counting

# 18 pigeonhole principle example 1 suppose that there

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Unformatted text preview: are fewer than N objects total, contradicting our assumption on the total number of objects. 18 Pigeonhole Principle: Example 1 Suppose that there are 122 students in a class X. Then there must exist a week during which 122/52 =3 students of class X have a birthday. 19 Pigeonhole Principle: Example 2 Ten points are given within a square of unit size. Then there are two points that are closer to each other than 0.48. Proof: Let us partition the square into nine squares of side length 1/3, see Figure (a) below. (a) (b) By the pigeonhole principle, one square must contain at least 2 points, see Figure (b). The distance of two points within a square of side length 1/3 is at most (2/9)1/2 by Pythagoras’ theorem. The claim follows, since (2/9)1/2 < 0.471405 < 0.48. 20 Counting in Two Different Ways Rule When two different formulas enumerate the same set, then they must be the same. [In other words, you count the elements of the set in two different ways.] 21 Double Counting: Example Take an array of (n+1) x (n+1) dots. Thus, it contains (n+1)2 dots. Counting the points on the main diagonal, the upper diagonals, and the lower diagonals, we get n n 2 (n + 1) = (n + 1) + ￿ i=1 i+ ￿ i i=1 =⇒ n(n + 1) = (n + 1)2 − (n + 1) = 2 n(n + 1) =⇒ = 2 n ￿ i=1 i n ￿ i=1 i Permutations and Combinations 23 Permutations Let S be a set with n elements. An ordered arrangement of r elements of S is called an r-permutation of S. A permutation of S is an n-permutation. The number of r-permutations of a set with n elements is denoted by P(n,r). Example: S = {1,2,3,4}. Then (2,4,3) and (4,3,2) are two distinct 3-permutations of S. Order matters here! 24 Number of r-Permutations Theorem: Let n and r be positive integers, r <= n. Then P(n,r) = n(n-1) ... (n-r+1). Proof: Let S be a set with n elements. The first element of the permutation can be chosen in n ways, the second in n-1 ways, ..., the r-th element can be chosen in (n-r+1) ways. The claim follows by the product rule. 25 Number of r-Per...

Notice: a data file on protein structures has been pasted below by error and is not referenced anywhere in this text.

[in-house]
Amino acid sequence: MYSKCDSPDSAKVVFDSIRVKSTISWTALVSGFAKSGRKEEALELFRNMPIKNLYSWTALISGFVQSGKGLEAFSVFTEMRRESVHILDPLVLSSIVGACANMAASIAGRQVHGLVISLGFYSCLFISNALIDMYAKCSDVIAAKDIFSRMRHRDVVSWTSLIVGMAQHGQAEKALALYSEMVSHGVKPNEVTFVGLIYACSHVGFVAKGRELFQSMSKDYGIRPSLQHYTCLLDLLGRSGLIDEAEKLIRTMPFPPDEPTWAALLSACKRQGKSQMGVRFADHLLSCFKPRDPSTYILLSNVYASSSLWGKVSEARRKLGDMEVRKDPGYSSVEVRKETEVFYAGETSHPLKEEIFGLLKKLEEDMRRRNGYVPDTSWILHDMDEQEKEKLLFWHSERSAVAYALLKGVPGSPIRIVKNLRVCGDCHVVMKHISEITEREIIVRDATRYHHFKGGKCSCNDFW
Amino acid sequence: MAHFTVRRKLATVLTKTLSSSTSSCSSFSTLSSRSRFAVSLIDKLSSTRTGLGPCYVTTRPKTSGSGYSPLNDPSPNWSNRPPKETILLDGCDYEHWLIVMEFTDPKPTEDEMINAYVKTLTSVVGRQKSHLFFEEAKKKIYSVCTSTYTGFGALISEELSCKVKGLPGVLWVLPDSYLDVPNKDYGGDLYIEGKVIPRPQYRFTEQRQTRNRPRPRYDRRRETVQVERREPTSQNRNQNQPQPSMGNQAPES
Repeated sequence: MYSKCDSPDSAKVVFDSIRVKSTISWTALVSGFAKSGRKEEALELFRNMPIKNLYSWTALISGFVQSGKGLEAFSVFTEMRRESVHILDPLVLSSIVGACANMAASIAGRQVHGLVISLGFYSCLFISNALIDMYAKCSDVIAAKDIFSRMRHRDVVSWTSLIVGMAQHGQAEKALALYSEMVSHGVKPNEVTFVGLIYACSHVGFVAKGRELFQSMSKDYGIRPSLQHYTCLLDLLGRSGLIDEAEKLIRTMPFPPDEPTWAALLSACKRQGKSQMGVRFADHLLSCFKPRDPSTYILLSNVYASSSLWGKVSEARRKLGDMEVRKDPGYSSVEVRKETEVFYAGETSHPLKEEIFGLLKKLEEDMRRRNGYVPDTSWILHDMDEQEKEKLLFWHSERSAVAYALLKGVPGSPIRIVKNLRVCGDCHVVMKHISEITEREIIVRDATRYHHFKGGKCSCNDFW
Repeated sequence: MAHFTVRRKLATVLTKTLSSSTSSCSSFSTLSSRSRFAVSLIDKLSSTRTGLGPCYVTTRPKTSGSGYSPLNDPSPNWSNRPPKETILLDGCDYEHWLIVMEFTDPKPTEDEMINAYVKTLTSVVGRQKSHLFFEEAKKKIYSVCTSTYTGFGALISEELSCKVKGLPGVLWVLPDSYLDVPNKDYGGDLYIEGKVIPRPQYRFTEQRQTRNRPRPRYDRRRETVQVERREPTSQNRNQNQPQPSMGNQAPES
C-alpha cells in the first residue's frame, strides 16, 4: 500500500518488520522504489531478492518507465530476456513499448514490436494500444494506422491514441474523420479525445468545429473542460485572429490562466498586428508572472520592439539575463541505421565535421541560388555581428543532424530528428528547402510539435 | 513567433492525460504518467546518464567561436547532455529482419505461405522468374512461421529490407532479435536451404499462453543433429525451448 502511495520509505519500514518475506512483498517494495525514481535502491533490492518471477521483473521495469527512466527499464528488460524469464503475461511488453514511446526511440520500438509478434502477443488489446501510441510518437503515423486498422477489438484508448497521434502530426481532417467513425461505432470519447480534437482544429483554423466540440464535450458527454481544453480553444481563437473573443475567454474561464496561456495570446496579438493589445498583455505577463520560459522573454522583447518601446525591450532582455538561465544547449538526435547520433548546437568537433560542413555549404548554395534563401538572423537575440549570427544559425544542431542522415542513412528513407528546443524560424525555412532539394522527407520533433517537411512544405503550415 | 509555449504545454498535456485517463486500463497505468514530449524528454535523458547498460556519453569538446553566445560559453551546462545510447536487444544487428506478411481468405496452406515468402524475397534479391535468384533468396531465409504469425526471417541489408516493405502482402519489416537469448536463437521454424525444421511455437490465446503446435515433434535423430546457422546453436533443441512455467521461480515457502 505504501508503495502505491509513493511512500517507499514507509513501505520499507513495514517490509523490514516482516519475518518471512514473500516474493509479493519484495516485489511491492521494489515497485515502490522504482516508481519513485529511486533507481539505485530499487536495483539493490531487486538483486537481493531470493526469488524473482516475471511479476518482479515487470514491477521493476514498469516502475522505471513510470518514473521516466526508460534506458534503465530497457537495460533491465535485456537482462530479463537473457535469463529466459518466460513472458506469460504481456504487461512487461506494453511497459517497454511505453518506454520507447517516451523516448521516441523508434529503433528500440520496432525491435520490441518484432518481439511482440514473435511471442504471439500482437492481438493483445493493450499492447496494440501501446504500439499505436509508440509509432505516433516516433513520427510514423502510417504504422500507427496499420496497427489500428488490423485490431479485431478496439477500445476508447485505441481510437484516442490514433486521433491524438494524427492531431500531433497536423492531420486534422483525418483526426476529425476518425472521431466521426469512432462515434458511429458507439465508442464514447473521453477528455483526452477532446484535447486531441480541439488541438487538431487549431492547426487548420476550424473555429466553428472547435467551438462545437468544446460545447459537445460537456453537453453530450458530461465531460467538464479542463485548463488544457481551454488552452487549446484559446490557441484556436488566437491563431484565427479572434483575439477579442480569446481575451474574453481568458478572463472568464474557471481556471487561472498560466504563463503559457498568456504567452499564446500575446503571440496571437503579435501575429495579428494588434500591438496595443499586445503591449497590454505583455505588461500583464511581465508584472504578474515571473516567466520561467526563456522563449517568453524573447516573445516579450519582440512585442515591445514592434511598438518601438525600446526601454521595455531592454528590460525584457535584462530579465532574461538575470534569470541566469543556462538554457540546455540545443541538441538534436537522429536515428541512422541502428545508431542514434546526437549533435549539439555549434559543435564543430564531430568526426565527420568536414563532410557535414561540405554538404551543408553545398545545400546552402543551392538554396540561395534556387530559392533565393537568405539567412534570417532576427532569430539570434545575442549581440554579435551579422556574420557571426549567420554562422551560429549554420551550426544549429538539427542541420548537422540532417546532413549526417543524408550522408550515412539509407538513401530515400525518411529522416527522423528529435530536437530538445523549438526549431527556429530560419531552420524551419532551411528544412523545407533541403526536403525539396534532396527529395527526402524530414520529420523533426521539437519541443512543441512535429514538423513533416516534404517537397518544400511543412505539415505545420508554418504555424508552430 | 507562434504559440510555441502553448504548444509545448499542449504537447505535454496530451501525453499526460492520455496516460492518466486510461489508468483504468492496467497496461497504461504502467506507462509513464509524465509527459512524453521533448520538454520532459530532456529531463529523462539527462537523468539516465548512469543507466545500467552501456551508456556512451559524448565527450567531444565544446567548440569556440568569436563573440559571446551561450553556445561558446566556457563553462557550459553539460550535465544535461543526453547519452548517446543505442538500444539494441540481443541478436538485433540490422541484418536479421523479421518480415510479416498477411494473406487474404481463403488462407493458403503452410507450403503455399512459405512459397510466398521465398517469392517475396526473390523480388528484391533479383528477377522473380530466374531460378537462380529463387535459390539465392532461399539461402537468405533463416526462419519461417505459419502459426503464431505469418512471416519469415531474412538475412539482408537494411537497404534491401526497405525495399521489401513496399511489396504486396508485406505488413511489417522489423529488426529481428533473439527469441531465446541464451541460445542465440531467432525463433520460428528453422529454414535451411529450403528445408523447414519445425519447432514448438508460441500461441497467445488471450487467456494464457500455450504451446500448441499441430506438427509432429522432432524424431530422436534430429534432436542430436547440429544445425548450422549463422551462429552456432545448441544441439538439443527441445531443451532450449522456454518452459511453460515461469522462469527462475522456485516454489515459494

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## This note was uploaded on 03/24/2014 for the course CSCE 222 taught by Professor Math during the Fall '11 term at Texas A&M.

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